This website works best with JavaScript enabled

em logo homepage

Contact Us 

Welcome to the Engaging Minds Online Blog

Why students lie and what you can do to help curb it

Dishonesty can suggest natural development of social awareness, but being dishonest can damage relationships, impair academic achievement, and place additional stress on a child. Yet, more and more children are not completely truthful about their academics, leaving parents at a loss for what to do. In the hopes of getting to the bottom of this incredibly complex and often sensitive issue, Engaging Minds interviewed local neuropsychological and developmental experts, who provided explanation and support strategies for parents and students struggling to uncover the truth.

Why Children Bend the Truth:

Every child is different and may manipulate information about academic responsibilities for unique and personal reasons. But children under the same pressures, in the same school systems, and with the same busy schedules share similar reasoning for their behaviors. Children and adolescents may be dishonest because:

  1. All people lie: Kathy Janzen, a Child and Adolescent Therapist working in a private practice in Brookline, asserts that “Lying is incredibly common and most adults lie regularly. However, it’s very hard to be a good liar if you don’t have strong executive function skills, because you lose track of what you have said…children with executive function challenges may be more likely to get caught because they are not as good at it” (Janzen). Nonetheless, both Janzen and Dr. Lauren Krumholz Marchette, a Child and Adolescent Psychologist at Harvard Medical School, agree that “It is helpful for parents to know that many children lie. Lying is not necessarily indicative of psychological problems. In fact, lying is often a normal part of children’s social, emotional, behavioral, and cognitive development” (Marchette).
  2. They cannot properly differentiate between fact and fiction:Not all children are completely aware that they are being dishonest,” especially if they have executive functioning weaknesses and have trouble monitoring or interpreting details (Janzen). Janzen explains, “Sometimes children will start off knowing that they are being dishonest, but they convince themselves that what they are saying is true.” However, there are students who have greater difficulty with attention, inhibition control, or self-monitoring “who don’t pay enough attention to actual reality and will create a different understanding of what is happening around him. Fabrication happens sometimes in an attempt to interpret reality” (Janzen). For example, your child might conclude, “The teacher didn’t tell me to give it to her, so it must not be due.” (Janzen) While this conclusion is definitely not true, your child’s interpretation will feel like reality to him or her.
  3. They lack control and independence in their education: Family therapist Susan Stiffelman uses an apt metaphor to explain why students are dishonest in order to regain control over their daily lives: “Imagine that I get to choose your profession, and I’ve decided it will be doing taxes. You’ll do taxes five days a week from eight in the morning until three in the afternoon, and then you’ll do more tax work in the evening to ‘improve your skills.’” When students get tired of “doing taxes” assigned to them without their input, they may bend the truth to get out of the work and seize control of their hours of free time. Lack of choice correlates strongly with dishonesty. Accordingly, when students learn that bending the truth can result in a positive outcome, like reestablishing their ability to choose TV over homework, they are more likely to build a habit of consistent truth-manipulation.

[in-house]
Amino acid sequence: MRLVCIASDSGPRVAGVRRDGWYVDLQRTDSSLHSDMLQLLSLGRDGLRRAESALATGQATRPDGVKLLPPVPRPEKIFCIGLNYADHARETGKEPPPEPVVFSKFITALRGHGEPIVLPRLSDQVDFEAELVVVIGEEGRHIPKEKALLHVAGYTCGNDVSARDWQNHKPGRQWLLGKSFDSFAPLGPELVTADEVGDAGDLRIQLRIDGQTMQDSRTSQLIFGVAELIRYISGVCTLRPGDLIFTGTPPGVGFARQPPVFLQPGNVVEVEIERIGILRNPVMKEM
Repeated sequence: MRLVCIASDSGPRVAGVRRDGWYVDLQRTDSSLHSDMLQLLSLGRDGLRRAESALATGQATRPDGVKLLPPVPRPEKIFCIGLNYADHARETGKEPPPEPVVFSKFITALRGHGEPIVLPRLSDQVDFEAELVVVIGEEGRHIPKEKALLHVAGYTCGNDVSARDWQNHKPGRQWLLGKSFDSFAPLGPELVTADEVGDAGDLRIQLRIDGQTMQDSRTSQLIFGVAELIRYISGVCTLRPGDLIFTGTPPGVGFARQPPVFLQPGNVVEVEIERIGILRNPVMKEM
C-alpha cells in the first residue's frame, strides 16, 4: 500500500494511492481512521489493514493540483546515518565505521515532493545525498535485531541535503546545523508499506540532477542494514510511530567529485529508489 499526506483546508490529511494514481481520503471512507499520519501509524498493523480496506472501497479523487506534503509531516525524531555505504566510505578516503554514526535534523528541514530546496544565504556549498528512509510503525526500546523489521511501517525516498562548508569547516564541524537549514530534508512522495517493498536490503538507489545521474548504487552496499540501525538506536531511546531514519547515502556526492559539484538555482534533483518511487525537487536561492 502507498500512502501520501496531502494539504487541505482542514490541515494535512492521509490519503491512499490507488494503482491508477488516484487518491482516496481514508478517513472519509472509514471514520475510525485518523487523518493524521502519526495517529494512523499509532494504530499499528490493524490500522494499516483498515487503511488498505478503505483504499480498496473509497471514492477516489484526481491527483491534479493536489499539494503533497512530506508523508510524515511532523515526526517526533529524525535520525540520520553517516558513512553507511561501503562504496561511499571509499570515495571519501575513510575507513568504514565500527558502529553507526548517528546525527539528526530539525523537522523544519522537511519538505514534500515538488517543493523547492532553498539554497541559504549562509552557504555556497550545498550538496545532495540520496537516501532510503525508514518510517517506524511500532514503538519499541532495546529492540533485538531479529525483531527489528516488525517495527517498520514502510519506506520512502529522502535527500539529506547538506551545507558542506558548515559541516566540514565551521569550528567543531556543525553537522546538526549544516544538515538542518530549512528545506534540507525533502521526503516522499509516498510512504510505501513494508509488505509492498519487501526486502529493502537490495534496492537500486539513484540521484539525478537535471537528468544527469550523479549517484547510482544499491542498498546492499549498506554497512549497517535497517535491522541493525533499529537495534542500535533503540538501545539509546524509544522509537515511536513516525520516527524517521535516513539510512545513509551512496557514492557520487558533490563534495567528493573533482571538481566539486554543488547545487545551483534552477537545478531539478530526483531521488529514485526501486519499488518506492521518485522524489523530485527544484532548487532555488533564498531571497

4. They may feel cornered and want to get off the “hot seat”: People are wired with an instinctual fight or flight response; when we feel threatened, whether the threat is real or imagined, we try to escape the threat as quickly and safely as possible. The proverbial “hot seat,” the place your child sits when you ask if he’s completed his homework, is just one location where your child may feel threatened and tempted to fib, since lying provides an easy escape from confrontation: “A lot of students feel very vulnerable about academics. If cornered, those same students may lie to get off the hot seat, avoid a consequence, or save face. There are all kinds of questions that we ask our kids that push them to lie to us. It’s much better to go to a reliable source, and let the source speak for itself. Asking them directly if they have everything turned in will only encourage them to lie to you. It’s a natural impulse” (Janzen).
  5. They are protecting their self-esteem: Dr. Krumholz Marchette explains that cumulative disappointment from parents, teachers, or even peers can deteriorate students’ self-esteem, so students may be dishonest to “preserve self-esteem.” When students struggle in school, they often get “caught in this vicious cycle” in which they “tend to receive negative messages about themselves from some of the people they care about most, which can erode self-esteem.” Psychologist Dr. Ravi Gatha offers that being dishonest may, in the short-term, keep that vicious cycle from starting and help students to “manage the impression others have of them” (Gatha). Gatha argues that, “As a professional and parent, I see avoidance and lying driven by anxiety related to expectations or task demands, and/or hopelessness over self-efficacy and ability to rise to the occasion.” When confronted, students may not tell the truth to deny negative perceptions that truth-telling would admit.